From RTE

Spotify today swung to a quarterly profit aided by price hikes in its streaming services and growth in subscribers in all regions, and forecast that its number of monthly listeners would reach 601 million in this quarter.

The company posted a third-quarter operating income of €32m, its first quarterly profit since 2021, helped by a higher gross margin and lower marketing and personnel costs.

“We believe moving forward, we should see pretty consistent growth in our operating income,” its Chief Financial Officer Paul Vogel said.

It forecast operating income of €37m in the current quarter.

After spending more than €1 billion in building up its podcast business, Spotify has been keeping a tight lid on costs, laying off 6% of its employees earlier this year and in July raising prices for its premium plans.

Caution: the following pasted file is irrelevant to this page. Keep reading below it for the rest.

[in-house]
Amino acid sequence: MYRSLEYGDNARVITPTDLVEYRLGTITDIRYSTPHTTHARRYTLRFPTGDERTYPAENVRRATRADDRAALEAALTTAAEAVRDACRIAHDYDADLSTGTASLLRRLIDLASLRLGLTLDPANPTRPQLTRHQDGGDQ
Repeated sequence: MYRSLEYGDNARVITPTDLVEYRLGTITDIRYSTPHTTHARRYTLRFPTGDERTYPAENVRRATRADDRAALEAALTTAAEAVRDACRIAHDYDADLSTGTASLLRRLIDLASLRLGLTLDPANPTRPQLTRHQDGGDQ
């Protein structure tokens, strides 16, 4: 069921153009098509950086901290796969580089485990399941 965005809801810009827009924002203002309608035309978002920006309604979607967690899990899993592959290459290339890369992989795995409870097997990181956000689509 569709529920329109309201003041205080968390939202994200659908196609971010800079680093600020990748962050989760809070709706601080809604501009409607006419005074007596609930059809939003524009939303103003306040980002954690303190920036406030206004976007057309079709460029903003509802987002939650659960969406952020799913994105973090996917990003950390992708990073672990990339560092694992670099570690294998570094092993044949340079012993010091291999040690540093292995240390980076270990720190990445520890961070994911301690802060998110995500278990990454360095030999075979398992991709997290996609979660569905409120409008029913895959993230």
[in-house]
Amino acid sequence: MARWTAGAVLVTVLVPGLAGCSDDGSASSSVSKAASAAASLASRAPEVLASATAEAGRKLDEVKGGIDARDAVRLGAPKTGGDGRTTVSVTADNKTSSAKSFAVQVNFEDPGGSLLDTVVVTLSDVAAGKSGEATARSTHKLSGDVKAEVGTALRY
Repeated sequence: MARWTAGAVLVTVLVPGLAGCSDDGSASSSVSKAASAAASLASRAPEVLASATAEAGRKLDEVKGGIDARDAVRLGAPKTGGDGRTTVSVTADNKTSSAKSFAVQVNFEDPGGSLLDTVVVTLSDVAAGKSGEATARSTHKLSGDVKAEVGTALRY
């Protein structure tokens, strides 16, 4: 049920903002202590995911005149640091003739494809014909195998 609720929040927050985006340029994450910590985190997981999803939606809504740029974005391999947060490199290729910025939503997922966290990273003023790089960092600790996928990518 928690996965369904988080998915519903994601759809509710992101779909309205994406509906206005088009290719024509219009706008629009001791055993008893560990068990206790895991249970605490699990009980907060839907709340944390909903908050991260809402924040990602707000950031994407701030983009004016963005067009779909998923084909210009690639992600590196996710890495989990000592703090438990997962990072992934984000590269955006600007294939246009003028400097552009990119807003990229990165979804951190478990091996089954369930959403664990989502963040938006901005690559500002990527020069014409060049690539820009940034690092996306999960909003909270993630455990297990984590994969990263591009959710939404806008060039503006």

“We are still focusing on efficiencies, but efficiencies for us doesn’t mean just cost cutting, it means getting more out of each dollar,” CEO Daniel Ek told Reuters.

Spotify’s gross margin rose to 26.4% in the three months from July to September, up 166 basis points from a year earlier.

“We do expect to continue to see margin expansion into next year,” Vogel said in an interview.

The company’s number of monthly active users rose 26% to 574 million in the third quarter, beating its own guidance and analysts’ forecast of 565.7 million.

Premium subscribers, who account for most of the company’s revenue, rose 16% to 226 million, topping estimates of 223.7 million, according to IBES data from LSEG.

Revenue rose 11% to €3.36 billion, just beating estimates of €3.33 billion.

Spotify’s monthly user forecast for the fourth quarter sets the company firmly on target to reach 1 billion users and $100 billion in revenue annually by 2030. Analysts had expected a forecast of 591.2 million listeners.

It also expects premium subscribers to reach 235 million in the last three months of the year and revenue to reach €3.7 billion.

Analysts were expecting a forecast of 232.4 million premium subscribers and revenue of €3.69 billion.